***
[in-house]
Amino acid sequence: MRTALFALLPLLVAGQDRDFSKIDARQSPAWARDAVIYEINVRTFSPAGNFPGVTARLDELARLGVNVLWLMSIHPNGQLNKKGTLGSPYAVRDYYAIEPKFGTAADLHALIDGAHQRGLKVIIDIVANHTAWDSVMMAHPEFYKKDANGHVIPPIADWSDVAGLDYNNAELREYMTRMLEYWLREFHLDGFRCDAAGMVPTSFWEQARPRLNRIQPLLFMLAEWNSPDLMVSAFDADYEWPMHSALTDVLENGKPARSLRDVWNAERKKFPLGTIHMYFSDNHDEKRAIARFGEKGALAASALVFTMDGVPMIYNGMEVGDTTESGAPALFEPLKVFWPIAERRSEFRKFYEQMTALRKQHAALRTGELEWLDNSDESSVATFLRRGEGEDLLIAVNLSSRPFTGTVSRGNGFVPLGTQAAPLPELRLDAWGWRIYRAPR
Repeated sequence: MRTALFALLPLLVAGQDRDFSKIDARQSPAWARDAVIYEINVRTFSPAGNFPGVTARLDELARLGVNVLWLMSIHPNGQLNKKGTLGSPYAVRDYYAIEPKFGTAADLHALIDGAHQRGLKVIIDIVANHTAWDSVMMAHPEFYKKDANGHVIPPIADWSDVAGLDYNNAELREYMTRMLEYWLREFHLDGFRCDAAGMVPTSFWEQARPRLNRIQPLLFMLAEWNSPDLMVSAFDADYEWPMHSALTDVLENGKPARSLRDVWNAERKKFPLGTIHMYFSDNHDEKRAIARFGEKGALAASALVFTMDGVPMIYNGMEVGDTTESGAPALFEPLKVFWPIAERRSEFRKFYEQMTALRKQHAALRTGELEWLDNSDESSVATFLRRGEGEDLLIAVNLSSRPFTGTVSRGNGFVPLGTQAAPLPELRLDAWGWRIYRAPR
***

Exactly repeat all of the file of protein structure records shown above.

[in-house]
Amino acid sequence: MRTALFALLPLLVAGQDRDFSKIDARQSPAWARDAVIYEINVRTFSPAGNFPGVTARLDELARLGVNVLWLMSIHPNGQLNKKGTLGSPYAVRDYYAIEPKFGTAADLHALIDGAHQRGLKVIIDIVANHTAWDSVMMAHPEFYKKDANGHVIPPIADWSDVAGLDYNNAELREYMTRMLEYWLREFHLDGFRCDAAGMVPTSFWEQARPRLNRIQPLLFMLAEWNSPDLMVSAFDADYEWPMHSALTDVLENGKPARSLRDVWNAERKKFPLGTIHMYFSDNHDEKRAIARFGEKGALAASALVFTMDGVPMIYNGMEVGDTTESGAPALFEPLKVFWPIAERRSEFRKFYEQMTALRKQHAALRTGELEWLDNSDESSVATFLRRGEGEDLLIAVNLSSRPFTGTVSRGNGFVPLGTQAAPLPELRLDAWGWRIYRAPR
Repeated sequence: MRTALFALLPLLVAGQDRDFSKIDARQSPAWARDAVIYEINVRTFSPAGNFPGVTARLDELARLGVNVLWLMSIHPNGQLNKKGTLGSPYAVRDYYAIEPKFGTAADLHALIDGAHQRGLKVIIDIVANHTAWDSVMMAHPEFYKKDANGHVIPPIADWSDVAGLDYNNAELREYMTRMLEYWLREFHLDGFRCDAAGMVPTSFWEQARPRLNRIQPLLFMLAEWNSPDLMVSAFDADYEWPMHSALTDVLENGKPARSLRDVWNAERKKFPLGTIHMYFSDNHDEKRAIARFGEKGALAASALVFTMDGVPMIYNGMEVGDTTESGAPALFEPLKVFWPIAERRSEFRKFYEQMTALRKQHAALRTGELEWLDNSDESSVATFLRRGEGEDLLIAVNLSSRPFTGTVSRGNGFVPLGTQAAPLPELRLDAWGWRIYRAPR